March 31, 2013

Returning vets deserve our help

When I’m not working, I wear a Vietnam Veterans Against the War button that I bought in Washington, D.C., during an anti-war demonstration on May 3, 1971.

I’ve been wearing it since the first Persian Gulf War.

I’m not a pacifist. I believe that the forces of radical Islam want to destroy America and our way of life. Their goals don’t differ much from what the Axis powers wanted to accomplish during World War II, and we need to oppose radical Islam with the same fervor with which we fought in the 1940s.

So why the button?

What I oppose is the way we’re waging the war. We’re trying to be politically correct about how we fight the war, and that won’t work — now or ever. But that’s a conversation for another day.

More than the way we’re waging the war, I oppose the lack of services and programs for those returning home after fighting in it.

While we’ve learned “to separate the war from the warrior,” coming home isn’t always all that welcoming if you’ve been wounded physically or psychologically (which in my opinion is just about everyone, unless you were a sociopath before you deployed) or if you need a job.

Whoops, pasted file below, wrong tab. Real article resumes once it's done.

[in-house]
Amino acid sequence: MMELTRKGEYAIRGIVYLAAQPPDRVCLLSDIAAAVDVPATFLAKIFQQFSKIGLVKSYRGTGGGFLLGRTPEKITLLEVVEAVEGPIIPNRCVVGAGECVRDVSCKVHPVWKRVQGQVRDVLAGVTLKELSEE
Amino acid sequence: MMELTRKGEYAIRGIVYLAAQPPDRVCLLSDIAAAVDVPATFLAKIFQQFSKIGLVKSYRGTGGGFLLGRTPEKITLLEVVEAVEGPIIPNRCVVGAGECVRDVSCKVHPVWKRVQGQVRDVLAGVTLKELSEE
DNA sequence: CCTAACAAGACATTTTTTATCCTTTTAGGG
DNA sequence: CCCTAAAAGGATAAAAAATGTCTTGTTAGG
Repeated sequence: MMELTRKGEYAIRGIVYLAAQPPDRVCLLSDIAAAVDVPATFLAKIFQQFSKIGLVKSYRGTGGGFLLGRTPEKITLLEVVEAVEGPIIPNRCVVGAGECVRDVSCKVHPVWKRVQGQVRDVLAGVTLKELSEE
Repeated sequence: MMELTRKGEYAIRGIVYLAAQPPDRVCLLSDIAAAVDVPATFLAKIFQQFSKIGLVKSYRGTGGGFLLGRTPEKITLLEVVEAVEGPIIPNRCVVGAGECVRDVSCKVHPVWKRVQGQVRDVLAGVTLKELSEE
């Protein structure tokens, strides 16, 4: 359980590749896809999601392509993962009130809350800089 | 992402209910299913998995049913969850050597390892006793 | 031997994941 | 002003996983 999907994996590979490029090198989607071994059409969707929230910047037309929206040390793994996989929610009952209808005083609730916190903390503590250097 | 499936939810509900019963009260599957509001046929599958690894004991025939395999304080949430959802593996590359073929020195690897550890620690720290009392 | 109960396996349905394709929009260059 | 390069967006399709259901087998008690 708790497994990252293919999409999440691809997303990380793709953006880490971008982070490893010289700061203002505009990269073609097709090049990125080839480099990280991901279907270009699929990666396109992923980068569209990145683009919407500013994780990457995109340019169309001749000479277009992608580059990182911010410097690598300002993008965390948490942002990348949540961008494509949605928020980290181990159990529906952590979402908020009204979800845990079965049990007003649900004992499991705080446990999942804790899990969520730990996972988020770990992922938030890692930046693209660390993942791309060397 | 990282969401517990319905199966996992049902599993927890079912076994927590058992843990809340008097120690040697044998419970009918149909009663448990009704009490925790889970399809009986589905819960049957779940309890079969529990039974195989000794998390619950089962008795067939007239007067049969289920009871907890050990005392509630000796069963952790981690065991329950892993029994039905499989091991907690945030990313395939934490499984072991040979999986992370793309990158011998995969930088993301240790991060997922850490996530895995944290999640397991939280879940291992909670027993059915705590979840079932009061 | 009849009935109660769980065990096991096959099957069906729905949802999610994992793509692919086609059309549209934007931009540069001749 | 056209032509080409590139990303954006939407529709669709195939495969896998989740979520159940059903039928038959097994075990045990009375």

Once a veteran returns home, the government pretty much wants them to reintegrate into civilian life as if nothing had happened. You see, it’s expensive to treat those damaged by war.

Bureaucrats calculate the cost of war in terms of ammunition, weapons, and replacement parts, etc. They seldom consider the aftermath as a cost, the physical and psychological trauma, the harm done to marriages, to a parent’s relationship with his/her children, PTSD, the night traumas, the stalled or ruined careers.

It’s important for all of us to understand that when we send young men and women to war, they bring the war home with them.

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